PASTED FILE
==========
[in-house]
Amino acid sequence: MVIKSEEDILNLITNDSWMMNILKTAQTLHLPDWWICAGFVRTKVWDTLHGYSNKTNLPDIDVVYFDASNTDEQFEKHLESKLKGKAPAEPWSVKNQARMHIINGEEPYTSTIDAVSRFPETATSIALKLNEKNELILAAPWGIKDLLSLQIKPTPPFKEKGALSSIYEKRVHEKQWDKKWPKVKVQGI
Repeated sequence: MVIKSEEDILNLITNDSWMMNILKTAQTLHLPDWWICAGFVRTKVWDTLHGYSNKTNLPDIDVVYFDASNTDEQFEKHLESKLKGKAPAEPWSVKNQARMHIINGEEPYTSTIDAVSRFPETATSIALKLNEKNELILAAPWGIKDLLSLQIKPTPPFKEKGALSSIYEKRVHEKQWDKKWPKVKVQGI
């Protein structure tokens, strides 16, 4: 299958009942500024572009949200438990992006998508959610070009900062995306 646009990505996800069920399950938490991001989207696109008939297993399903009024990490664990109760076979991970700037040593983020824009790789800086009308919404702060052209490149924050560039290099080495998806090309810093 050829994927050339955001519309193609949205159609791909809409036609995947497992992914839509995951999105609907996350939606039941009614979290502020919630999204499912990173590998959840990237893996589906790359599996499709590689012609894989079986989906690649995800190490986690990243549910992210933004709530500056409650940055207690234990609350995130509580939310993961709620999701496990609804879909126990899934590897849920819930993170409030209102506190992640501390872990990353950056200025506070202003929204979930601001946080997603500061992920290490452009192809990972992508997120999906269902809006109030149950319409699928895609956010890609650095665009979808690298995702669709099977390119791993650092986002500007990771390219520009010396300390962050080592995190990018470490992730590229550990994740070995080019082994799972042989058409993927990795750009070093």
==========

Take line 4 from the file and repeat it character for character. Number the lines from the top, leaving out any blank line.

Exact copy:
């Protein structure tokens, strides 16, 4: 299958009942500024572009949200438990992006998508959610070009900062995306 646009990505996800069920399950938490991001989207696109008939297993399903009024990490664990109760076979991970700037040593983020824009790789800086009308919404702060052209490149924050560039290099080495998806090309810093 050829994927050339955001519309193609949205159609791909809409036609995947497992992914839509995951999105609907996350939606039941009614979290502020919630999204499912990173590998959840990237893996589906790359599996499709590689012609894989079986989906690649995800190490986690990243549910992210933004709530500056409650940055207690234990609350995130509580939310993961709620999701496990609804879909126990899934590897849920819930993170409030209102506190992640501390872990990353950056200025506070202003929204979930601001946080997603500061992920290490452009192809990972992508997120999906269902809006109030149950319409699928895609956010890609650095665009979808690298995702669709099977390119791993650092986002500007990771390219520009010396300390962050080592995190990018470490992730590229550990994740070995080019082994799972042989058409993927990795750009070093």